I was aware of this story yesterday, but I didn’t like the original plot, (see at the end of this post) since use of straight line linear trends doesn’t accurately reflect the reality of the observation data. While it is often hard to find any reality in climate models, linear trend lines mask the underlying variance. Today, Dr. Spencer has produced a graph that I feel is representative and very well worth sharing, because it does in fact convey an EPIC FAIL speaking directly to the accuracy of an ensemble of climate models. – Anthony
Dr. Roy Spencer writes:
In response to those who complained in my recent post that linear trends are not a good way to compare the models to observations (even though the modelers have claimed that it’s the long-term behavior of the models we should focus on, not individual years), here are running 5-year averages for the tropical tropospheric temperature, models versus observations (click for full size):
In this case, the models and observations have been plotted so that their respective 1979-2012 trend lines all intersect in 1979, which we believe is the most meaningful way to simultaneously plot the models’ results for comparison to the observations.
In my opinion, the day of reckoning has arrived. The modellers and the IPCC have willingly ignored the evidence for low climate sensitivity for many years, despite the fact that some of us have shown that simply confusing cause and effect when examining cloud and temperature variations can totally mislead you on cloud feedbacks (e.g. Spencer & Braswell, 2010). The discrepancy between models and observations is not a new issue…just one that is becoming more glaring over time.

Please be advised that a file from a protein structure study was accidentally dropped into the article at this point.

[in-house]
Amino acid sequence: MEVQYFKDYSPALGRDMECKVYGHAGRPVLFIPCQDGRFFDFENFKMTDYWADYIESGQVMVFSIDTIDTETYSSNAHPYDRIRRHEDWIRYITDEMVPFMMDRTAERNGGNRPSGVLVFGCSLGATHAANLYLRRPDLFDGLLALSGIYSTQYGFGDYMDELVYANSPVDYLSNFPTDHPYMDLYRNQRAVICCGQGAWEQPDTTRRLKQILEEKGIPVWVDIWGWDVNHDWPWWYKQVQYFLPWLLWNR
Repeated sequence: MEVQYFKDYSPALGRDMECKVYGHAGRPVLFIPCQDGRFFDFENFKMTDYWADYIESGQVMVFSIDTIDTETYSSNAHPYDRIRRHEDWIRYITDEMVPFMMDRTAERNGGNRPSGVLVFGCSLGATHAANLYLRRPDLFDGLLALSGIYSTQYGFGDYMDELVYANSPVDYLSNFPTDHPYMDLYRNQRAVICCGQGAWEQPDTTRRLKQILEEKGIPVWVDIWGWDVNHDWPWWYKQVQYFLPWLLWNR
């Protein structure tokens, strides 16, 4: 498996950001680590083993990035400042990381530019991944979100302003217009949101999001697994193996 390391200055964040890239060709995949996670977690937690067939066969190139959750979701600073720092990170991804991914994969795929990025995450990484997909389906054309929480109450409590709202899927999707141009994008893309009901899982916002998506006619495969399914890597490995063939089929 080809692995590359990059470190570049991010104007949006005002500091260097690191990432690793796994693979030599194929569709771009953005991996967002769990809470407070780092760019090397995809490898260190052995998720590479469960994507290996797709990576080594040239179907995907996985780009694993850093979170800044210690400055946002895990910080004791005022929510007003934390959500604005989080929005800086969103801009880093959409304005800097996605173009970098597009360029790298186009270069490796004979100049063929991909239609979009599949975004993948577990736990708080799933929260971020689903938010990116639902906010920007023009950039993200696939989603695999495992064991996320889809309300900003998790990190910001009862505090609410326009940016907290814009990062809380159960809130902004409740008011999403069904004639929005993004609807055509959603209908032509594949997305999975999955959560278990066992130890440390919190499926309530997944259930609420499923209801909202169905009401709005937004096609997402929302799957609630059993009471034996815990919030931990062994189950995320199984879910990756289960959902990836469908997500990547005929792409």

Here is the linear plot from Dr. Spencer’s post yesterday. He writes:
Courtesy of John Christy, a comparison between 73 CMIP5 models (archived at the KNMI Climate Explorer website) and observations for the tropical bulk tropospheric temperature (aka “MT”) since 1979 (click for large version):
Rather than a spaghetti plot of the models’ individual years, we just plotted the linear temperature trend from each model and the observations for the period 1979-2012.
Note that the observations (which coincidentally give virtually identical trends) come from two very different observational systems: 4 radiosonde datasets, and 2 satellite datasets (UAH and RSS).
If we restrict the comparison to the 19 models produced by only U.S. research centers, the models are more tightly clustered:
Now, in what universe do the above results not represent an epic failure for the models?